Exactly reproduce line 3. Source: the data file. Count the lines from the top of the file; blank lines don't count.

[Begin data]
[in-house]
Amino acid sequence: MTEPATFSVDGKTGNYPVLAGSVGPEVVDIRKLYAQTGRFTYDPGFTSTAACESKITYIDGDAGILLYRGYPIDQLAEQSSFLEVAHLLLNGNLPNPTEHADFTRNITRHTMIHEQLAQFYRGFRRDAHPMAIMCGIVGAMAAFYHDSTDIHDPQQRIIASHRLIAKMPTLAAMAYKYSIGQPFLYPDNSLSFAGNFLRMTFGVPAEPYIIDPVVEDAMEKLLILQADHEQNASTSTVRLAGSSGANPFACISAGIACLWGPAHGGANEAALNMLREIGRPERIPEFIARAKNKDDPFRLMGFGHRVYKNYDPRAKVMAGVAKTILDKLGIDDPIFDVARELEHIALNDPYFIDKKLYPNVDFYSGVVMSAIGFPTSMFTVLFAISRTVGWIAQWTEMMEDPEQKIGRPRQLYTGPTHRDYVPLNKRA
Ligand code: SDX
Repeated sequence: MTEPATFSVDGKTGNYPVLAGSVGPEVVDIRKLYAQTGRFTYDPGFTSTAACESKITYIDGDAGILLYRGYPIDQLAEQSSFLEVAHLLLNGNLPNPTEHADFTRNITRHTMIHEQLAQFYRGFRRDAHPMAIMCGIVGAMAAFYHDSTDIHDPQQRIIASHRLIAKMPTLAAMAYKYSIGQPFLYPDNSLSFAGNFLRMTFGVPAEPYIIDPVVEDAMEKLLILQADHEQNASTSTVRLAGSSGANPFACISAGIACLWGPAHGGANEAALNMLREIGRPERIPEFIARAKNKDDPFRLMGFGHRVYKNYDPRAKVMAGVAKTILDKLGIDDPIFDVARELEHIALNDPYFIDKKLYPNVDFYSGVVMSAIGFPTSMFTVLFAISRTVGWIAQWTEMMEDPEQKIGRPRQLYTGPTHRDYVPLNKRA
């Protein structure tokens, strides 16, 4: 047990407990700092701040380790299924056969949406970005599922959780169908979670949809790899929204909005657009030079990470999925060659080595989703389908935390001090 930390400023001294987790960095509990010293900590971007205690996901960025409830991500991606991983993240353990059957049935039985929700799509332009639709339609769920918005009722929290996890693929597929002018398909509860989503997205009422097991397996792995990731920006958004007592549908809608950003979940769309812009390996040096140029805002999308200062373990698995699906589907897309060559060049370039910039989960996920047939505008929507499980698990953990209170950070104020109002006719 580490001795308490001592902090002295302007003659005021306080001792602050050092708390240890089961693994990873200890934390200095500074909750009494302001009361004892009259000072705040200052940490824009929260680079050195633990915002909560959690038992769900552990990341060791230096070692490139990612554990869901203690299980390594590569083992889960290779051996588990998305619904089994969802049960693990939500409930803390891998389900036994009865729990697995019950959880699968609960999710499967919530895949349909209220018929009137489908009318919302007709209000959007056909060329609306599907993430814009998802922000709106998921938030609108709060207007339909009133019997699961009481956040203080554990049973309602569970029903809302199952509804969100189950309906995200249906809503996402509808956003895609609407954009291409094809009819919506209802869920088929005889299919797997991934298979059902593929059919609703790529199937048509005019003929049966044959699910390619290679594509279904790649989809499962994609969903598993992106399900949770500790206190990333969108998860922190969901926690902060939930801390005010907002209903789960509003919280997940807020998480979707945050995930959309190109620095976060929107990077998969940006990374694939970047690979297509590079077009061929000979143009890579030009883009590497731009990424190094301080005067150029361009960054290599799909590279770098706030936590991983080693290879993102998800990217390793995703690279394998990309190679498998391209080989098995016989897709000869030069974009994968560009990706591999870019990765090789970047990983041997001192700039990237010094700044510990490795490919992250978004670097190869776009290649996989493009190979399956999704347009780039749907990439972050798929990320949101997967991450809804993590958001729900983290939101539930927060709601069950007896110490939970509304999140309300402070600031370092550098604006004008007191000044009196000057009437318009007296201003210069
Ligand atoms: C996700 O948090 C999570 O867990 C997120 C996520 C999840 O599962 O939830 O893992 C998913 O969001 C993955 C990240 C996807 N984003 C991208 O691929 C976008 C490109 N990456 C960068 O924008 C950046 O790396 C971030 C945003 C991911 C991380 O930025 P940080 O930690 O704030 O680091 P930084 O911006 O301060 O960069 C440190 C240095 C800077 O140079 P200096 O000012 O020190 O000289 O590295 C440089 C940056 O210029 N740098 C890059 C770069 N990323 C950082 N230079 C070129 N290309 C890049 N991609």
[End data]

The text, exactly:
Ligand code: SDX